at The Pearl Company, Hamilton, ON, March 10, 2010
Do you remember as a child, playing with Lego? Building some imaginary thing with dozens, no hundreds of small plastic pieces and being amazed as it took shape before your eyes? My father spent his retirement years constructing beautiful models of houses out of popsicle sticks. He worked with an exacto knife and white glue, even cutting sheets of sandpaper into representations of shingles which he then glued to the roof. Hinges on the doors? Made from pins! An artist I know creates his sculptures by tirelessly welding thousands of rods together to create huge representational constructions. This desire to create a whole from many disparate pieces is what keeps Jean-Paul De Roover working on his music. Even when playing to empty rooms, he displays an excitement about the creative process that is contagious, even thrilling. The first time I saw him play was last fall on a Thursday night, the Pearl Company accommodates nearly 200 but there were only five of us there. Last night the numbers were more like twenty, and we were scattered around the room, on the most comfortable chairs. Did the small turnout bother J-P? Not so you'd notice. He bounced, and danced with his guitar, a Fender acoustic that he borrowed from his sister. He's an energetic performer, I don't think I noticed that the first time, but watching him last night left me exhausted.
Upon arrival at the Pearl Company, Hamilton's gem of a new performance space, J-P greeted me like an old friend. (I had written about the autumn show on my blog.) He looked at the small group of friends I'd brought, and said, "Well, you did your part! You've quadrupled the audience!" We laughed and shared stories about what we'd been doing since last we met. He is just starting a new, longer tour. And playing with opening acts. Tonight it's Vancouver's City of Glass.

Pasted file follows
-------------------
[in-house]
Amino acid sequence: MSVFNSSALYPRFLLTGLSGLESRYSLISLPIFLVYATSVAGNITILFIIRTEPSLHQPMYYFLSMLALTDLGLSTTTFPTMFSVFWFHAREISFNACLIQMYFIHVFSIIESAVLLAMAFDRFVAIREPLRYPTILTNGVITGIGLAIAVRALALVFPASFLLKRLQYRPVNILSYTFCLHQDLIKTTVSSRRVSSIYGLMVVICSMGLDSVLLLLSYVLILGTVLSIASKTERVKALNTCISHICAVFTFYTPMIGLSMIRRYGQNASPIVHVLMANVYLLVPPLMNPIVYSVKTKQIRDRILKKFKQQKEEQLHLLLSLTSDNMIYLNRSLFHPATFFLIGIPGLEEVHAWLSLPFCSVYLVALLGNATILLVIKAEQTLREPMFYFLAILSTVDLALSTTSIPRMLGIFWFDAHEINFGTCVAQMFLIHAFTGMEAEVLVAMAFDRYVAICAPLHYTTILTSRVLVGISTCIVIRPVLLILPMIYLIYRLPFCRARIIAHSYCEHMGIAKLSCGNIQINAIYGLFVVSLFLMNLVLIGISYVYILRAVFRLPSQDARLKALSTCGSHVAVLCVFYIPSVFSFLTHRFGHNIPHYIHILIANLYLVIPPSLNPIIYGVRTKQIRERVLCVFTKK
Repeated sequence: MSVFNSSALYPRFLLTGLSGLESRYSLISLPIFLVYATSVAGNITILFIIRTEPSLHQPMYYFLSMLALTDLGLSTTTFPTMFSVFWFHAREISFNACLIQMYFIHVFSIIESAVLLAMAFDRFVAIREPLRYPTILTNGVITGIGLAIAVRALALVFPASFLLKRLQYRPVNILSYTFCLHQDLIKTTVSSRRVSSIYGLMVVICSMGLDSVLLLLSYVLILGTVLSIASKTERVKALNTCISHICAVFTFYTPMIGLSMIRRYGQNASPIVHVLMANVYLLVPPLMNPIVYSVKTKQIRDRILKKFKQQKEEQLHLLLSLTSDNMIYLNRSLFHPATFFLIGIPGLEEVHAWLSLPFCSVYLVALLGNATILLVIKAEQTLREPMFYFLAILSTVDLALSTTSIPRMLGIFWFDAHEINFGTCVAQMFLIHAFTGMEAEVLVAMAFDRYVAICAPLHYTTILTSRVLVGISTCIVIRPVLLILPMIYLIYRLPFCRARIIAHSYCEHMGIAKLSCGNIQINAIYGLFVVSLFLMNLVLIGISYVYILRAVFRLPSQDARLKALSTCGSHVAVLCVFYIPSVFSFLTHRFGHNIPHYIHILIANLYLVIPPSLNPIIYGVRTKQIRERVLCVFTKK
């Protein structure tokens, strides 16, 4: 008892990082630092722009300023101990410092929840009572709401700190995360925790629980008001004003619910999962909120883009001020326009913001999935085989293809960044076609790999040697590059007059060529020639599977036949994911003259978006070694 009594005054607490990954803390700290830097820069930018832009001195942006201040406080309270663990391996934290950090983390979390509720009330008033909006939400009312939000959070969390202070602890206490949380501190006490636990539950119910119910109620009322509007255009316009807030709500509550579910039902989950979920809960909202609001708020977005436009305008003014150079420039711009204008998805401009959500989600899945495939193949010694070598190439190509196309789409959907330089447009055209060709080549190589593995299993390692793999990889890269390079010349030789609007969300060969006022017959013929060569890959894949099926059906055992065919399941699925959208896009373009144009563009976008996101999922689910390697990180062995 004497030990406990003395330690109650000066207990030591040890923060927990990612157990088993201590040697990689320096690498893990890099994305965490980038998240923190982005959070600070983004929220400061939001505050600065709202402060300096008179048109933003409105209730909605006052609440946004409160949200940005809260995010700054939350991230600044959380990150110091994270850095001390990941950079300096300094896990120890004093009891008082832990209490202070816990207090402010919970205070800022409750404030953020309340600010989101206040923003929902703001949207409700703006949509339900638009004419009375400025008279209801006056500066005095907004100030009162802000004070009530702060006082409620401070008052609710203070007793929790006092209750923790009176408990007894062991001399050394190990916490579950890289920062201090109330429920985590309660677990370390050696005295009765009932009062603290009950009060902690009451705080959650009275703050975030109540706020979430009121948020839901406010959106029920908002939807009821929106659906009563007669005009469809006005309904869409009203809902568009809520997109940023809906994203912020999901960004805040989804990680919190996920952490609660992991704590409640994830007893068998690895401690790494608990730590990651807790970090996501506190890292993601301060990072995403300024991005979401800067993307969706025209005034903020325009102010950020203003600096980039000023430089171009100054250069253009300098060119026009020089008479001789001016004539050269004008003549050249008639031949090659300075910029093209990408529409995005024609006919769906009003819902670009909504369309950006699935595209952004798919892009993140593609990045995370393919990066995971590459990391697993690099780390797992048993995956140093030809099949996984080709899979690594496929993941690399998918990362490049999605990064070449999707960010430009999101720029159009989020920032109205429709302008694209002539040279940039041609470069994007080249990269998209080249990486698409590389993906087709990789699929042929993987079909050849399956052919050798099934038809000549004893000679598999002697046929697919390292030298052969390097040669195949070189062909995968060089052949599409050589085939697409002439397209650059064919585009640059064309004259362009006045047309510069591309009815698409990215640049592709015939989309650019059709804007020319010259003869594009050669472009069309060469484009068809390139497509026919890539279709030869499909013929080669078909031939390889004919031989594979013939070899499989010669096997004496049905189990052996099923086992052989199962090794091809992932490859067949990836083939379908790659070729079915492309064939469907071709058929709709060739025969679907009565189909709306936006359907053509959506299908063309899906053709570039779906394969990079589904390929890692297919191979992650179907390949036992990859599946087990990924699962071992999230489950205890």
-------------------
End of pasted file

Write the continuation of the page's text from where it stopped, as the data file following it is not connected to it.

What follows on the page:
City of Glass is a quartet made up of Michael Champion (guitar/vocals), David Phu (guitar/backing vocals), Georgia Korba (bass) and Alex Cumming (drums). They list New Order, Coldplay, Weezer and Deathcab for Cutie as their influences, but they play mainly original material. They joked about doing an AC/DC tune but when it came down to it the one cover version was a Radiohead cut. That's the kind of ambient rock they play, chilly almost spiky guitars, against solid rhythm from Alex and Georgia. Georgia plays a Fender Precision and it's bigger than she is, but she has mastered the beast. Their set was plagued by a few audio problems, the wrong mix in the monitors and a rented amp that gave up the ghost, but they weather the storm well, and their fifty minute set was well received. Then they repaired to the merch counter to flog their T-shirts, buttons and CDs. And they come back to watch De Roover. They opened for him the previous night in Toronto. They know what's coming.
Jean-Paul doesn't take too long to set up. His gear is all placed on a construction of red plastic tubes, not unlike a building toy from his youth. His whole thing is constructivism. Even the package his CD/DVD comes in is an art piece, it has no text, and unfolds to create a house. But on the red construction is a series of little boxes, looping gear, a drum pad, samplers, cables, buttons, pedals into which the guitar is plugged and a pair of microphones. He wears a set of headphones, and begins to build. Whether he starts with voice, "Ahahahahahahaaah!" maybe "Bada, baadaa, baaaaadip!" or a guitar part, he then adds harmony, rhythm, texture. Beats appear out of the ether. He sings the melody, and his melodies are strong, and then layers a harmony, and a third voice over top. He controls all of this by bending and twisting, stopping this track, starting that one, playing some rhythm guitar, he looks like he might fall, but catches himself, eats a bite of a butter tart, and all the while the audience is enrapt. They are singing along with songs they did not know three minutes ago. They spontaneously applaud. You can hear them whispering, "Wow! How does he do that?"
It's like this for over an hour. He plays his original songs. Most of them have one word titles like "Walk," "Lapse," "The Knife," "Fix." My favourite might be the new one, it's untitled so far. The chorus is "I love you," but J-P thinks that's too obvious a title, a bit too generic. I think of it as "Blue." It's a fine song. He wraps up with an audience participation tune, where he puts down his guitar and walks around the entire place shaking everyone's hand and thanking us for coming. It's a nice touch.
Jean-Paul is building his audience the same way he builds his music. He bonds an ever growing number of people together with the glue of his personality, his creativity and his imagination. Oh, and it doesn't hurt that he's just plain musical, too!
Thanks to Barbara and Gary at the Pearl Company for bringing outstanding new music like Jean-Paul De Roover and City of Glass to this city.